Have you ever said something unpleasant and afterwards regretted it? Did you kick yourself because you knew you shouldn’t have said it in the first place? That’s a double whammy, being slapped in the face twice with the same wet fish. How slow we are to learn. Either we’re so convinced of our propriety or we handle the anxiety of the moment so poorly, we go charging in with guns blazing and raze the place. As satisfying as it may be to dumbfound the opposition (and never mind any psychological entitlement to do so) don’t be fooled; being nasty is a losing cause. Among other fallout the very person you maligned may end being one of your dearest friends. The twists and turns of society!
Manners – or etiquette if your prefer – are only necessary when the going gets thick. Until then pretty much anything goes. But if you’re on the edge of something you know has the possibility to disintegrate it’s best to fall back upon the old adages of social convention. As inhibiting as it may be to tighten one’s trap, recall that monitoring one’s behaviour is part of the civilizing process, the progression from small group living towards wider social order.
“The imposition of polite norms and behaviours became a symbol of being a genteel member of the upper class. Upwardly mobile middle class bourgeoisie increasingly tried to identify themselves with the elite through their adopted standards of behaviour. While manners demonstrate an individual’s position within a social network they also act as a means by which the individual can negotiate that position.”
To characterize manners as altruistic or window dressing or to dismiss them as a sign of weakness is a miscalculation. Even Charles Darwin concluded that “people who are most able to benefit from their membership within a cultural group stand the best chance of survival and reproduction”. It was Philip Stanhope, 4th Earl of Chesterfield who first used the word ‘etiquette’ in its modern meaning, in his Letters to His Son on the Art of Becoming a Man of the World and a Gentleman. He “endeavoured to decouple the issue of manners from conventional morality, arguing that mastery of etiquette was an important weapon for social advancement”.
Manners are about more than handling cutlery; they’re about doing business.
While etiquette books such as those by Emily Post and Amy Vanderbilt detailed the “trivialities” of desirable everyday conduct (often resulting in laughable restraint) it was undeniable that the rules of conduct made social interactions run more smoothly. The management of our words and actions may seem at times repressive but the consensus is that it is vital to foster correct decisions and avoid alienation:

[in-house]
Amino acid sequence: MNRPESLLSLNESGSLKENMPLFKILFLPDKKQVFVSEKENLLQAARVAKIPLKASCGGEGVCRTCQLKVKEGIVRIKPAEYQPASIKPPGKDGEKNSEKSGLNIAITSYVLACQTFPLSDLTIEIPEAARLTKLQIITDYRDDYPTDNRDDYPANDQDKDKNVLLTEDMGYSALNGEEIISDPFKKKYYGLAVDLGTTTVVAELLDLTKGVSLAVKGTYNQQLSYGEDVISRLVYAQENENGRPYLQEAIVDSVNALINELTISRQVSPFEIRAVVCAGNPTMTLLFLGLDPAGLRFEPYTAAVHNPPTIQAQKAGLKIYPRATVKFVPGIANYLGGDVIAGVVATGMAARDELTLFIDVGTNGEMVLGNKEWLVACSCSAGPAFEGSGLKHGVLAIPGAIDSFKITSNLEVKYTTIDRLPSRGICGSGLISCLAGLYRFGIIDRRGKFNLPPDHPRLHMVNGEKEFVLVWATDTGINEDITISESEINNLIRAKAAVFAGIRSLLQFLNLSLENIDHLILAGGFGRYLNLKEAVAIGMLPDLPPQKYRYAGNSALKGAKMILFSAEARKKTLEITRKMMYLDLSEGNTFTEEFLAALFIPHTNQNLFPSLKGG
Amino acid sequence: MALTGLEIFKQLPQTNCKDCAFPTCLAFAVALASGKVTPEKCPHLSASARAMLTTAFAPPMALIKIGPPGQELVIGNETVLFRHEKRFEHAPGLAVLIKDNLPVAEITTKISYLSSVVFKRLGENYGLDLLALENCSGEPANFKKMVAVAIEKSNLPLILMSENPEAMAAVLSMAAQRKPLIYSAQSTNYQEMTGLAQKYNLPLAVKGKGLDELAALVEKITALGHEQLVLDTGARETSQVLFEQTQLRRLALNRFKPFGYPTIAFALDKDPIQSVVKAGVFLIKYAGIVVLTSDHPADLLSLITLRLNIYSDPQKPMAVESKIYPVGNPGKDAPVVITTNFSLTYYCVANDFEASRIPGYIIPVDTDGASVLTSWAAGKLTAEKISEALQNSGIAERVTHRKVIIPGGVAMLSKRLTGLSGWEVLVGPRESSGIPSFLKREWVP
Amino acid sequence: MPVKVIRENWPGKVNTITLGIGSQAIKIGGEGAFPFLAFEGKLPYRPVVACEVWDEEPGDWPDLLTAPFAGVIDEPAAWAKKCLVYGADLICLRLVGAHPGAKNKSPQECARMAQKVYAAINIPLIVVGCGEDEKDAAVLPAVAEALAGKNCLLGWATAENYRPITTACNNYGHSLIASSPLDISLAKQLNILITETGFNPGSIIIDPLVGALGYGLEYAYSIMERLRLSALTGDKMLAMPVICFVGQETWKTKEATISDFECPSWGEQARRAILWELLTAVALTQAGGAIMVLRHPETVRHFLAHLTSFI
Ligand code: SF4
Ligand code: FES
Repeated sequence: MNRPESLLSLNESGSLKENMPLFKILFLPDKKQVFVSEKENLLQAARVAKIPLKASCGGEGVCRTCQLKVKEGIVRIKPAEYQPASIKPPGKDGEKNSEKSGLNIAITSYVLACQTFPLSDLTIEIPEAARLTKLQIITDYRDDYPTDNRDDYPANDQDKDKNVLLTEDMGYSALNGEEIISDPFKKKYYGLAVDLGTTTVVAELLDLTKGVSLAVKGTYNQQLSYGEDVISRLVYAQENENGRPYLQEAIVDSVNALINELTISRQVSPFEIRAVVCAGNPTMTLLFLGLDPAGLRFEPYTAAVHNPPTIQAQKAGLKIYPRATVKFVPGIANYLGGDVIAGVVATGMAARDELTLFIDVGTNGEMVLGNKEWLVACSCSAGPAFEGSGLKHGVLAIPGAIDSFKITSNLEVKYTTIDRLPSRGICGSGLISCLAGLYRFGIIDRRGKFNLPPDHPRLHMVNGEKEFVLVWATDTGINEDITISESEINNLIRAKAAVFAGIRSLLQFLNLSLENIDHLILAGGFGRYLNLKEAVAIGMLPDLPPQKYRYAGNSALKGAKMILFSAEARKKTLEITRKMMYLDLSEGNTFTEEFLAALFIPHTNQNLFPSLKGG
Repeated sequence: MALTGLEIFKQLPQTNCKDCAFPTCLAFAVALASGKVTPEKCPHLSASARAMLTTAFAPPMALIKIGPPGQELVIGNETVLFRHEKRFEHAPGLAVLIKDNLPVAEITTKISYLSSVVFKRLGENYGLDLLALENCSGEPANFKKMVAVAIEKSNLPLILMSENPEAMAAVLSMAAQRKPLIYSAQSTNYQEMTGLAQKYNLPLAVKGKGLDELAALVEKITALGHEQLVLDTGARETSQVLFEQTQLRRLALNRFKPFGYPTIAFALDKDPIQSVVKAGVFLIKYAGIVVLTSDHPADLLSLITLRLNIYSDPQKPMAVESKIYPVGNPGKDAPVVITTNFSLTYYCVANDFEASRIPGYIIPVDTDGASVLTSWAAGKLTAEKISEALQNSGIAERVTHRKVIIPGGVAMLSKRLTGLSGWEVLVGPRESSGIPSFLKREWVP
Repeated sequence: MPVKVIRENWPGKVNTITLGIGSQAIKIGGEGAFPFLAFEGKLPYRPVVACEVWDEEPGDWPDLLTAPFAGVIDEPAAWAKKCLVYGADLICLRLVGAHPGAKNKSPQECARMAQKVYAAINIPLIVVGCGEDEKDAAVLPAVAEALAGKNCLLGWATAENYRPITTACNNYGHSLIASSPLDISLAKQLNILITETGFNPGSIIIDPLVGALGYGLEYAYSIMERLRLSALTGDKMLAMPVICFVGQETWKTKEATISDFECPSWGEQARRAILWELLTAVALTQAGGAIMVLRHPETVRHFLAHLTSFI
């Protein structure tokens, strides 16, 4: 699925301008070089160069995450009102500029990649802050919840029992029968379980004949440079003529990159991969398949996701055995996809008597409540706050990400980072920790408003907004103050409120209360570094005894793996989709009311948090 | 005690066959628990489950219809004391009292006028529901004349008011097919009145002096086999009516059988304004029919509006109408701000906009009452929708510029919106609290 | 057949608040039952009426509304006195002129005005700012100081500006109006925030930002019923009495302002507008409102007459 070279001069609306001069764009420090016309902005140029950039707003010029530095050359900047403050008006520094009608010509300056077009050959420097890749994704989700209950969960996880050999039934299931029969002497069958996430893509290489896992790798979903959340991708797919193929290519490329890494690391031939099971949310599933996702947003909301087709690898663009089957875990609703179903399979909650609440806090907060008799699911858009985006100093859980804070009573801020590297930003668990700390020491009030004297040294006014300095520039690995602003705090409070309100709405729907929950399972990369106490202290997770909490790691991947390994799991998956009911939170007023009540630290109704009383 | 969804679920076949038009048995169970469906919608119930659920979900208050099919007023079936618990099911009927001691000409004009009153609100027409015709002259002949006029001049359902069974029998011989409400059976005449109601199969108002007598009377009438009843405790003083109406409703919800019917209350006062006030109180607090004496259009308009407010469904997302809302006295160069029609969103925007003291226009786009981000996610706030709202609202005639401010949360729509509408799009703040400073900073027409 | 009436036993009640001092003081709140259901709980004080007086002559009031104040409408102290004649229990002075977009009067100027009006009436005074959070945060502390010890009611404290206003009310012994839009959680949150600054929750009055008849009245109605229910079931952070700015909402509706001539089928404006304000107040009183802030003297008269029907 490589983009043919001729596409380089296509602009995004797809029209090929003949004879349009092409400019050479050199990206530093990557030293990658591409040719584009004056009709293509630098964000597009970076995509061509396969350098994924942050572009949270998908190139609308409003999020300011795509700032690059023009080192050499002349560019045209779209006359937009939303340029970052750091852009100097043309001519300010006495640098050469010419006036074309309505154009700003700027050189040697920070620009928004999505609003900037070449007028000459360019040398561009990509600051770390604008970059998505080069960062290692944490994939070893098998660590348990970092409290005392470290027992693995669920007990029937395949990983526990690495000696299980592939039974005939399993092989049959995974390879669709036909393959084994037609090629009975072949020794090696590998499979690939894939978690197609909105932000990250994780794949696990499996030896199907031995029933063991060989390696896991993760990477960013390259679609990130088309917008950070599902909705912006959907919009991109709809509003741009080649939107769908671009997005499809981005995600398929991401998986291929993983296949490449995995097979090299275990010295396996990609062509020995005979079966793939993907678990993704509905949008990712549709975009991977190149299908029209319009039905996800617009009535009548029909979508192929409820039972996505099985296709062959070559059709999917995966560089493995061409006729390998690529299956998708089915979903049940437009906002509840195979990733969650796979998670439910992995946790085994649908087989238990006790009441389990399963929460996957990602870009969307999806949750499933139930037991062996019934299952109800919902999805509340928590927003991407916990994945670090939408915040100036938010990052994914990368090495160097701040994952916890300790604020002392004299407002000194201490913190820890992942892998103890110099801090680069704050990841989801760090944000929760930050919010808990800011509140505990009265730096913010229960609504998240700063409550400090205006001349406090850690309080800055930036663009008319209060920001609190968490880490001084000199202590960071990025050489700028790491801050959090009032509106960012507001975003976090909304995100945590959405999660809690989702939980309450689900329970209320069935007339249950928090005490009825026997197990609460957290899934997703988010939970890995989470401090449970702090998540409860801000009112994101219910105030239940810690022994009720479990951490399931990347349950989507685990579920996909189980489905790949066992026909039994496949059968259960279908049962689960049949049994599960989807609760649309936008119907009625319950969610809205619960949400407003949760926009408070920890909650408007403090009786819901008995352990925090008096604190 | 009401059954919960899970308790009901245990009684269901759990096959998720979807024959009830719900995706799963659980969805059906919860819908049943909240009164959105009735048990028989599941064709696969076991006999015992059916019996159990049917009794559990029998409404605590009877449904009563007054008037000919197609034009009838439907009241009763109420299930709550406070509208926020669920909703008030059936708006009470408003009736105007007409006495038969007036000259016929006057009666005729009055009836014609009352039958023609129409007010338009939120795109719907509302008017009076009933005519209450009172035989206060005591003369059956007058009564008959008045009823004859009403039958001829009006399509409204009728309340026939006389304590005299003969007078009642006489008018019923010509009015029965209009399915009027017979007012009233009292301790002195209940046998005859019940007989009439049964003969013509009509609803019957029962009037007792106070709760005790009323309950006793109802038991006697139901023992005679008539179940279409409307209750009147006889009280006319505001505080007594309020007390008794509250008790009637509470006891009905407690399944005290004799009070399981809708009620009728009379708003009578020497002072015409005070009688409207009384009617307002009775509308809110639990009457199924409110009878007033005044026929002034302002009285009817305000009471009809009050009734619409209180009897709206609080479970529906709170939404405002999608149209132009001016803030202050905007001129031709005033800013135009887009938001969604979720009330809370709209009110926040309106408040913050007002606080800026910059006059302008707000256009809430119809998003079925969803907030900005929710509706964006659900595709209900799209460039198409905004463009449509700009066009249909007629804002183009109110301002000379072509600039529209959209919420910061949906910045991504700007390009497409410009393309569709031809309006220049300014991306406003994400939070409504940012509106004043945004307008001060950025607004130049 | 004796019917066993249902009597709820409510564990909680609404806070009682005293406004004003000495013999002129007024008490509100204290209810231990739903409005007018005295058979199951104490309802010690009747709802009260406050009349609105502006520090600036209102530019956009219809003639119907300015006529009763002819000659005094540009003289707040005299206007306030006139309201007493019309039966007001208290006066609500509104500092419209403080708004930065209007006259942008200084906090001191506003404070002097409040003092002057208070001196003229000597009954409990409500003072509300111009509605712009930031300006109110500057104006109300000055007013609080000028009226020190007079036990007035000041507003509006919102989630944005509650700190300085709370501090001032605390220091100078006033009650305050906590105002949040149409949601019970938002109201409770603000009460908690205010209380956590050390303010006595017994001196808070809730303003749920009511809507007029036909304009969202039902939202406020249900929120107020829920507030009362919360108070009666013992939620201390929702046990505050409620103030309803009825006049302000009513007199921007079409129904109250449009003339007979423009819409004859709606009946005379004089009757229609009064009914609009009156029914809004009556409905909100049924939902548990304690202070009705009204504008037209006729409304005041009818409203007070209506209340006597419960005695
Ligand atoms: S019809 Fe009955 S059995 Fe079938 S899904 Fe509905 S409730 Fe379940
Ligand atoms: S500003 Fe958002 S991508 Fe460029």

“Meat feeds, Cloth cleeds, but Manners makes the Man. ‥Good Meat, and fine Cloaths, without good Breeding, are but poor Recommendations.”
[1721 J. Kelly Scottish Proverbs 246]
If you remain unconvinced of the apophthegm that “manners maketh the man” or that there is any logical reason for standing on ceremony, consider the risks. Foremost you may be wrong (as unimaginable as you may presently consider the possibility). Further even if you are lucky enough to escape error temporarily remember it can take a long time to hang a man. If it placates your conscience to rationalize the observance of niceties on the urging to “keep your friends close, but keep your enemies closer” that at least is an acceptable strategy (though it finesses the issue). The cultured elegance of manners may lead one to conclude that they have no place in the rough and tumble of daily living, that the association between polish and position is too precious to have any legitimacy. This was certainly not how manners developed.
“Periodicals, such as The Spectator, founded as a daily publication by Joseph Addison and Richard Steele in 1711, gave regular advice to its readers on how to conform to the etiquette required of a polite gentleman. Its stated goal was “to enliven morality with wit, and to temper wit with morality…to bring philosophy out of the closets and libraries, schools and colleges, to dwell in clubs and assemblies, at tea-tables and coffeehouses”. It provided its readers with educated, topical talking points, and advice in how to carry on conversations and social interactions in a polite manner.
The allied notion of ‘civility’ – referring to a desired social interaction which valued sober and reasoned debate on matters of interest – also became an important quality for the ‘polite classes’. Established rules and procedures for proper behaviour as well as etiquette conventions, were outlined by gentleman’s clubs, such as Harrington’s Rota Club. Periodicals, including The Tatler and The Spectator, infused politeness into English coffeehouse conversation, as their explicit purpose lay in the reformation of English manners and morals.”
One last point to consider: Even if you can’t resist the temptation to say whatever is on your mind, at least weigh the assertion as an attack upon the subject or an attack upon the person. The fallacious ad hominem argument (“You’re wrong because you’re ugly!”) does little in the end to advance your position. Manners are not merely a means of displaying one’s social status or ensuring social compliance (which for example in some contexts may include hygiene). Manners are a guide to correctness and even justice. A core tenet of manners is the ability to “readily ignore the faults of others but avoid falling short yourself”.